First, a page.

Adele Krug, who taught library science at Gallaudet University for 20 years, died May 20 at Goodwin House Bailey’s Crossroads, where she had lived for the past 21 years. She was 104.
She had a stroke and aspiration pneumonia, her son Warren J. Krug said.
Adele Gertrude Jensen was born March 30, 1908, in Thief River Falls, Minn. At the age of 8, she had the mumps and suffered a slight hearing impairment. She was told that she would eventually lose her hearing, which she did — but not until she was 93. For most of her life, she was able to hear and communicate with the assistance of hearing aids.
After graduating from high school, she attended what was then called the Minnesota School for the Deaf for a year to learn sign language, which would enable her to teach deaf students.
She came to Washington to attend Gallaudet, from which she graduated in 1930. In 1961, Mrs. Krug received a master’s degree in library science from Catholic University.
From 1930 to 1932, she was an instructor at the Rhode Island School for the Deaf, and then she returned to Washington. She was married in 1932 to Walter J. Krug, a Gallaudet biology professor who later was the college’s dean of men.
The family lived on the Gallaudet campus, where Mrs. Krug taught home economics at the Kendall School, then a secondary school for deaf students. She began a 20-year career on the Gallaudet faculty in 1955. She retired in 1975 as an associate professor of library science.
In retirement, Mrs. Krug traveled extensively, touring Europe and taking cruises around the world. She was president of the Stuart Junior High School PTA in Washington in the 1950s.
Her husband died in 1962. A daughter, Janice Riley, died in 1996.
Survivors include three children, Diana K. Armstrong of Springfield, Walter F. Krug of Appomattox, Va., and Warren J. Krug of Dunkirk; 11 grandchildren; and 18 great-grandchildren.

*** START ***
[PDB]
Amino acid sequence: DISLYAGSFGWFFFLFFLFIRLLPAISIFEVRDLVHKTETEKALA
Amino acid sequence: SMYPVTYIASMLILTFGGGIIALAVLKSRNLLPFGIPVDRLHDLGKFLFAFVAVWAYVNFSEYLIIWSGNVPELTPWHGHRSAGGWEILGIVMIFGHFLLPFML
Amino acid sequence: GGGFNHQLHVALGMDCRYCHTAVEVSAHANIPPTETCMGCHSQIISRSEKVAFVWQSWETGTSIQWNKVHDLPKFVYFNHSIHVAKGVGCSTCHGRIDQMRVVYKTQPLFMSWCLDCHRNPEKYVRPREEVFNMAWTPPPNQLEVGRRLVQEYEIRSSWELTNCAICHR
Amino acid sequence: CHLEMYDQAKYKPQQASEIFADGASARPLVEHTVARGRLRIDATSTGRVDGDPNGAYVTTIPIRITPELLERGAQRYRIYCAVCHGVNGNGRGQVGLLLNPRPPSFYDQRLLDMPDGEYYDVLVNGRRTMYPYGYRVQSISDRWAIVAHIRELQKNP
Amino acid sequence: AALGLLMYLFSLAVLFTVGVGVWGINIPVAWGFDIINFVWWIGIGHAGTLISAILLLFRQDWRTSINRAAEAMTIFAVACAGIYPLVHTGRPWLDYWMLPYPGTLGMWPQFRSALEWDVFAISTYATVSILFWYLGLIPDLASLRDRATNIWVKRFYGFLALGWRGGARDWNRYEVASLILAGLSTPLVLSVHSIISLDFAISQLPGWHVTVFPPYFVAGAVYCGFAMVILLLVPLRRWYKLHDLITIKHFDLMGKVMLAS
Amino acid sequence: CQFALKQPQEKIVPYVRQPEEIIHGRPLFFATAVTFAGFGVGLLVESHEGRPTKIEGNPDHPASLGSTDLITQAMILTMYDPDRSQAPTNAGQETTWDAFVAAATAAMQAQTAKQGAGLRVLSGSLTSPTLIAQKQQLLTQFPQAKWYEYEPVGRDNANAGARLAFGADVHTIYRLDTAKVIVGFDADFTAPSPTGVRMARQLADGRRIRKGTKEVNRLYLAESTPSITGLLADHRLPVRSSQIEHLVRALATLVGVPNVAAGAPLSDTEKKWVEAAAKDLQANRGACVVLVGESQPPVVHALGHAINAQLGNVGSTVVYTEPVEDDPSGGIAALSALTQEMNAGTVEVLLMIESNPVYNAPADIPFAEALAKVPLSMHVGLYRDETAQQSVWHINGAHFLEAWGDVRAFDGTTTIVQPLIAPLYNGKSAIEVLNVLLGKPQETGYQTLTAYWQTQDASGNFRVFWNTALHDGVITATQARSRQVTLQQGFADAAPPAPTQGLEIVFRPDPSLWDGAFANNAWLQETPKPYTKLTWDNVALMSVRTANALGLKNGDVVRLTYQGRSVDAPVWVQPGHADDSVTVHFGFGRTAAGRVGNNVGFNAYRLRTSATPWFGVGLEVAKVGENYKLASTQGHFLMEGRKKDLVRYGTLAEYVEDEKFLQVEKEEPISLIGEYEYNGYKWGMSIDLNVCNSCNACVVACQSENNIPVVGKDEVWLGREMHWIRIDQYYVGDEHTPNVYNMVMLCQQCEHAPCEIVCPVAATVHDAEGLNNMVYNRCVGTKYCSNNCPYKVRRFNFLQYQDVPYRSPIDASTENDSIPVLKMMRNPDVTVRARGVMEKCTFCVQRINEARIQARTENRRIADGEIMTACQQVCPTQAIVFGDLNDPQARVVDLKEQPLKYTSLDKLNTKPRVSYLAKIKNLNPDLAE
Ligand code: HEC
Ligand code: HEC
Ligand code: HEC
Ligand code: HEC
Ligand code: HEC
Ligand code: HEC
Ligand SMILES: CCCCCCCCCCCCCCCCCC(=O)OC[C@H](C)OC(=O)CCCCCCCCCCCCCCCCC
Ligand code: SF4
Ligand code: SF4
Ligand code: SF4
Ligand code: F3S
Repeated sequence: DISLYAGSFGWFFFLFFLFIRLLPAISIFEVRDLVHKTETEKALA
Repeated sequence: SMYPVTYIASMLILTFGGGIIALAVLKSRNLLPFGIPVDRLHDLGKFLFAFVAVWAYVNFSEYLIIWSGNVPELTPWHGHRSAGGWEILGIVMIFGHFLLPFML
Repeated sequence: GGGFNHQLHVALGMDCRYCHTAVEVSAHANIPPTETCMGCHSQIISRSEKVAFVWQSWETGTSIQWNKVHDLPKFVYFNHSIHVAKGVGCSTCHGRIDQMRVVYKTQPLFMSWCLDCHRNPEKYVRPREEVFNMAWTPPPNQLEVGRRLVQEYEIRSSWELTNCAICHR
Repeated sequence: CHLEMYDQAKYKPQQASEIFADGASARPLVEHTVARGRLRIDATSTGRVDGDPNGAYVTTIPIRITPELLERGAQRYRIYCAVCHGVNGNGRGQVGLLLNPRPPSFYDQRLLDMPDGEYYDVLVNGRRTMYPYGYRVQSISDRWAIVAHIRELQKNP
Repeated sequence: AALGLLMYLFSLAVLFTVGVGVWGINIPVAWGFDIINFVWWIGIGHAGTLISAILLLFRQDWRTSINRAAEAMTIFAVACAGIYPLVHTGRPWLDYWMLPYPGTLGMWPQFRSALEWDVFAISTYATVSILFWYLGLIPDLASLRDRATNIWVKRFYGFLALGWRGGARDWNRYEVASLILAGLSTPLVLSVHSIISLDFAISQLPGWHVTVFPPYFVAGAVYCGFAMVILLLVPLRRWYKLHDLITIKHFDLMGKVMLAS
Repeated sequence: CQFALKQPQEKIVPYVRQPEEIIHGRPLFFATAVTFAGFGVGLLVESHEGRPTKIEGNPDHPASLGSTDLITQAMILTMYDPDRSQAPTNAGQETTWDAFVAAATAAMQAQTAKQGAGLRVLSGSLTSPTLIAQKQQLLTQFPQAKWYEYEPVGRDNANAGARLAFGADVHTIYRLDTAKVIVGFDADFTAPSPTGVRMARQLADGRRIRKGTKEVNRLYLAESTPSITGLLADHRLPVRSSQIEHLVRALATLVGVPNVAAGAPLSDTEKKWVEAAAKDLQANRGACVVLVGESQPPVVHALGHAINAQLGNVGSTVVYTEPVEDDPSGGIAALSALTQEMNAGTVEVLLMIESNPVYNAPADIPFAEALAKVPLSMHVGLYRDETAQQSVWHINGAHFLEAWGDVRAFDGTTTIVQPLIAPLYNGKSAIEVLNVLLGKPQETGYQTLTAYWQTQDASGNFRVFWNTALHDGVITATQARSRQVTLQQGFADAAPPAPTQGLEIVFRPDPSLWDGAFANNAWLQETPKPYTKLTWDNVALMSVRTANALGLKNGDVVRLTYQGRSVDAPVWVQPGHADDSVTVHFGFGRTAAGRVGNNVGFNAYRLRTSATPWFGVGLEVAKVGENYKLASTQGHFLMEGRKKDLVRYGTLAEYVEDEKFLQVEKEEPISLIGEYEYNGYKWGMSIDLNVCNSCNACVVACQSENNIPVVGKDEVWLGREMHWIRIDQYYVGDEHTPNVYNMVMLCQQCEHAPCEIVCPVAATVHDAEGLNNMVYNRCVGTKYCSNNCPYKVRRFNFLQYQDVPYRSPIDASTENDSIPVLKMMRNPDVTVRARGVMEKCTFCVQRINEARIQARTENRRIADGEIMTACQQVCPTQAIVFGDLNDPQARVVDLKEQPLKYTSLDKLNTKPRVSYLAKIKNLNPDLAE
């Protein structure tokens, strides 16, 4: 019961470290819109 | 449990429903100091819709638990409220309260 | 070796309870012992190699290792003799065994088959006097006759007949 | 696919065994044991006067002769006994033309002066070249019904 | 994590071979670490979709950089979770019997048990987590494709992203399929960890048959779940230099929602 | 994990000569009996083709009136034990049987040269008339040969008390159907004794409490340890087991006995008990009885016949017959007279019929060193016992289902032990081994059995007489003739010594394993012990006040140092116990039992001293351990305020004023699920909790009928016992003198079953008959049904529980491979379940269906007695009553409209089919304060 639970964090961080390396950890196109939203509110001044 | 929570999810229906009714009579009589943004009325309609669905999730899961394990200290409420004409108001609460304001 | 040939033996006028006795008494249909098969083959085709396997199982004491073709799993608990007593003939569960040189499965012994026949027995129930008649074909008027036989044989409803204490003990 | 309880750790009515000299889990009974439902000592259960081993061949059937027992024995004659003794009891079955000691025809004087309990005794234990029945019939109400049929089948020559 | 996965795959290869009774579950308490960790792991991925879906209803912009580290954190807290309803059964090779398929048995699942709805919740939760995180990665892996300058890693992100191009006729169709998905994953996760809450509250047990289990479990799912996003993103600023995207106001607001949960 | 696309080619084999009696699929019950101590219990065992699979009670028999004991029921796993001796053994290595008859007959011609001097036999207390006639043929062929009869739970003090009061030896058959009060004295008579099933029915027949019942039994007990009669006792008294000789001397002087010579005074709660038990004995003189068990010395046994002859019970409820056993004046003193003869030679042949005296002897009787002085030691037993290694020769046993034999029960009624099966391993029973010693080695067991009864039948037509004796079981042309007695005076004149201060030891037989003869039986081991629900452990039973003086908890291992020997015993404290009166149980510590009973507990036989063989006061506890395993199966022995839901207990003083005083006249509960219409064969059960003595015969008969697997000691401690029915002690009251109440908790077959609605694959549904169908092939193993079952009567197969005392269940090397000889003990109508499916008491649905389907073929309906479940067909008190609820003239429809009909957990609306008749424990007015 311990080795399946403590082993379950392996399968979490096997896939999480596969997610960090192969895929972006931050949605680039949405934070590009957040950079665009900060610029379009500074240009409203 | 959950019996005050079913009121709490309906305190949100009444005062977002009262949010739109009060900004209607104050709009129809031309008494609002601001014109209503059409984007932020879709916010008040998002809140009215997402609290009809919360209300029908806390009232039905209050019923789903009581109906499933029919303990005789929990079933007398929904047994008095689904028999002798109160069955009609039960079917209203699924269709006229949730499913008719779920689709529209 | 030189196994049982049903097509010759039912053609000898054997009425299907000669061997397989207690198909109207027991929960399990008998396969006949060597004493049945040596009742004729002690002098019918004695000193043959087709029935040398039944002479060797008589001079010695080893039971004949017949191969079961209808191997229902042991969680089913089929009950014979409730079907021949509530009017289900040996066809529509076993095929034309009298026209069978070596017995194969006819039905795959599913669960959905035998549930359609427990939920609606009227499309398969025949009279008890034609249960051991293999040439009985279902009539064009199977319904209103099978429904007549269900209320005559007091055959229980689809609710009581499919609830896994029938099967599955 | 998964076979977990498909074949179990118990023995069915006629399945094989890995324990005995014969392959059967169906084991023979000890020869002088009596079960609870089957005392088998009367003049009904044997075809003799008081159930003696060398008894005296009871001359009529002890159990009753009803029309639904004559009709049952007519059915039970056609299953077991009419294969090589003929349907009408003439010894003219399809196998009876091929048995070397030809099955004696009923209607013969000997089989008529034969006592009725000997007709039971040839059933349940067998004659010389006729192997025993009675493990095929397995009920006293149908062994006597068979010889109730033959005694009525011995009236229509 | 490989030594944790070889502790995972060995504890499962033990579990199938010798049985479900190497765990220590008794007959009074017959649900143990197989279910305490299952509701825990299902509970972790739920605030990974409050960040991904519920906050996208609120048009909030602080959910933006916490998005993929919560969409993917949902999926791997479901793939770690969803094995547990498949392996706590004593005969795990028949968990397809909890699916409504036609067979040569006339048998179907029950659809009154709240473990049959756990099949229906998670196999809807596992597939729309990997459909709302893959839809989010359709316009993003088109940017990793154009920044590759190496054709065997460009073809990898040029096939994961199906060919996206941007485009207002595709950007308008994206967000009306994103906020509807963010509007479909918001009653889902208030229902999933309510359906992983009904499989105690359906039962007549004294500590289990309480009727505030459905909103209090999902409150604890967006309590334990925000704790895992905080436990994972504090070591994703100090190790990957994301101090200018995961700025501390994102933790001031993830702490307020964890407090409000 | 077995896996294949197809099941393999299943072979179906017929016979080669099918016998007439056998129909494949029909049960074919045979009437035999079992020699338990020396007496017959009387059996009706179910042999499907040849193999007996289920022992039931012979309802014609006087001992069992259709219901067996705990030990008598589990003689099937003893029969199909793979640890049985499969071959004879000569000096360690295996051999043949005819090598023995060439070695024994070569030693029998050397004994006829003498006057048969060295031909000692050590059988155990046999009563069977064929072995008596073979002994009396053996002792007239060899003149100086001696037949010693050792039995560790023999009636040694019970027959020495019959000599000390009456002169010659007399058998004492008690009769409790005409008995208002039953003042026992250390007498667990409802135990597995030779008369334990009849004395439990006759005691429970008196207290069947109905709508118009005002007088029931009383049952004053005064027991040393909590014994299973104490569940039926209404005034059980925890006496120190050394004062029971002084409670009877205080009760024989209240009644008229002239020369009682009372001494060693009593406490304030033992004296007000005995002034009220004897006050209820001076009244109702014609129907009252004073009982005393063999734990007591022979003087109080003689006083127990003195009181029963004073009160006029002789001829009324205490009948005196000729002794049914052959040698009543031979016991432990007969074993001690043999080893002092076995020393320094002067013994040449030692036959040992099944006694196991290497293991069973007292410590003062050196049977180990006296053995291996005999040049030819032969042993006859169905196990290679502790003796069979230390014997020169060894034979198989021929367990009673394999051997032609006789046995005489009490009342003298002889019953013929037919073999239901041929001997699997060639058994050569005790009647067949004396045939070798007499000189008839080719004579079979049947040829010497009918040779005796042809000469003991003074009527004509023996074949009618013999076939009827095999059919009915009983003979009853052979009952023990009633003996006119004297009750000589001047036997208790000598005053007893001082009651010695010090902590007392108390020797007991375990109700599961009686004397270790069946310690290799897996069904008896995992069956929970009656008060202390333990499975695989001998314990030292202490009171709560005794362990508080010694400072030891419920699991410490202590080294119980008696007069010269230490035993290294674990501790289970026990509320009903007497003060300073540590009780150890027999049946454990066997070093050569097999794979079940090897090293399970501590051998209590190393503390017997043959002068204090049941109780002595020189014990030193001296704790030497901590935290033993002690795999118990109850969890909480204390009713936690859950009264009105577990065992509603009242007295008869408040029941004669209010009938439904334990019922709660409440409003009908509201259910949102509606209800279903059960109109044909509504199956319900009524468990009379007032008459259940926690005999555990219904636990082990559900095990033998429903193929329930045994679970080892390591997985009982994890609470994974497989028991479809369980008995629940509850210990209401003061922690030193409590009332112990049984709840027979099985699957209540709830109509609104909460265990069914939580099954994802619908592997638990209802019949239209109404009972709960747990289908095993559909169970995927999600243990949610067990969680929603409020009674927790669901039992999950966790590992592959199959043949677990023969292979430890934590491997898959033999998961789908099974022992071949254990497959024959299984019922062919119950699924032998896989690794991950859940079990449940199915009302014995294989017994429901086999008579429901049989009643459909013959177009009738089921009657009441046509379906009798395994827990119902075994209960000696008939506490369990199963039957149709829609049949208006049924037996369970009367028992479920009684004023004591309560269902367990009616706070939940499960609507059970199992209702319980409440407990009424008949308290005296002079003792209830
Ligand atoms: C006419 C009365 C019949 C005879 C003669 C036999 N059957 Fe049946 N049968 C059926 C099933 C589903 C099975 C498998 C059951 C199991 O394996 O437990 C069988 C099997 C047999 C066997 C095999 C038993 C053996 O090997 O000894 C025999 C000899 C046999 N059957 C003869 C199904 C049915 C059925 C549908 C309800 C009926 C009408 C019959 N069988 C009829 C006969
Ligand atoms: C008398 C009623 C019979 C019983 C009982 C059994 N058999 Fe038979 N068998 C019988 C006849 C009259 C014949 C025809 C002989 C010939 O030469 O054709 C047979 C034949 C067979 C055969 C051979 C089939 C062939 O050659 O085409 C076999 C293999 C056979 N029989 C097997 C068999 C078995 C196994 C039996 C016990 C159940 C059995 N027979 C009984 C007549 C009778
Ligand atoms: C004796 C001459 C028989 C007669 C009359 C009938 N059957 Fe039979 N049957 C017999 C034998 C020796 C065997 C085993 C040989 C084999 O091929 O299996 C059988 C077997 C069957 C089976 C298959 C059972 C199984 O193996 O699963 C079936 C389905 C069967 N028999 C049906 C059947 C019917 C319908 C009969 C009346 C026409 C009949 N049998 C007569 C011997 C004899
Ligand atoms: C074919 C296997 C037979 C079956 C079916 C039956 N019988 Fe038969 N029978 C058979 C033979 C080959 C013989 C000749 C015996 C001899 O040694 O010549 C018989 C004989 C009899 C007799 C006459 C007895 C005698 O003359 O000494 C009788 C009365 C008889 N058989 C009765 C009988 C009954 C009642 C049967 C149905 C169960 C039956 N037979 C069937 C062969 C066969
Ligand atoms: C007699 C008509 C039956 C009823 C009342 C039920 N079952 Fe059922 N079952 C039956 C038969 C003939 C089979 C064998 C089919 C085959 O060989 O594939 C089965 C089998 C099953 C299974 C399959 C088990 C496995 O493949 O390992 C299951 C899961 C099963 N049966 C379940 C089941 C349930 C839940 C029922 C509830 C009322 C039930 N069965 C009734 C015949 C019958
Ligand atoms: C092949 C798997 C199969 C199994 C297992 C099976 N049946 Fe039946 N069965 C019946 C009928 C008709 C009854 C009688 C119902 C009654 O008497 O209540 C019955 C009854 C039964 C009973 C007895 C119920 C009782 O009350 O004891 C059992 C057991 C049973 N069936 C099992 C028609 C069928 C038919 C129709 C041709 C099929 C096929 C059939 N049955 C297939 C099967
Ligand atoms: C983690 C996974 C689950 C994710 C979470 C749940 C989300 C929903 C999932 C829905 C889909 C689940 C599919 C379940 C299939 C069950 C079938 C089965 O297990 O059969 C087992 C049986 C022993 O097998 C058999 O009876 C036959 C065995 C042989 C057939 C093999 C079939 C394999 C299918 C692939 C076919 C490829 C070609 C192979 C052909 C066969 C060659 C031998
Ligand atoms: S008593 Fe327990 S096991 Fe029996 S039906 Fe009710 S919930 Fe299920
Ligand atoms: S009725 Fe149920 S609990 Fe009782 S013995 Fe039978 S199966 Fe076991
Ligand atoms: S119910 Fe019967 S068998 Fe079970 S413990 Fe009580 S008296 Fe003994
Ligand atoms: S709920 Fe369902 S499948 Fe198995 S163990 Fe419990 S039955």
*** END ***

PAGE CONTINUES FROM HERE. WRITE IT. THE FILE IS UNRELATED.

Until she reached the age of 100, Mrs. Krug was able to walk. But soon after, she fell and broke her hip, and she had been bedridden since then.
When Mrs. Krug was 94, she wrote a letter to family members, sharing her memories of some of the major events of the 20th century. She and her family were living on the Gallaudet campus when Pearl Harbor was attacked in 1941, launching the United States into World War II.
Unlike many Gallaudet students and faculty members, Mrs. Krug was able to hear the news on the radio.
“We were stunned, as was the nation,” she wrote. “Hearing-impaired people wanted me to interpret [in sign language] what I had heard on the radio about the attack on Pearl Harbor.”
Mrs. Krug also described the influenza epidemic of 1918-19, which struck while she was a child in Minnesota.
“Almost every family was hit and people were dying everywhere,” she wrote. “We went around the neighborhood helping other people who were sick. I remember having to wear a mask and a clove of garlic around my neck. The garlic was supposed to fend off the flu bug.”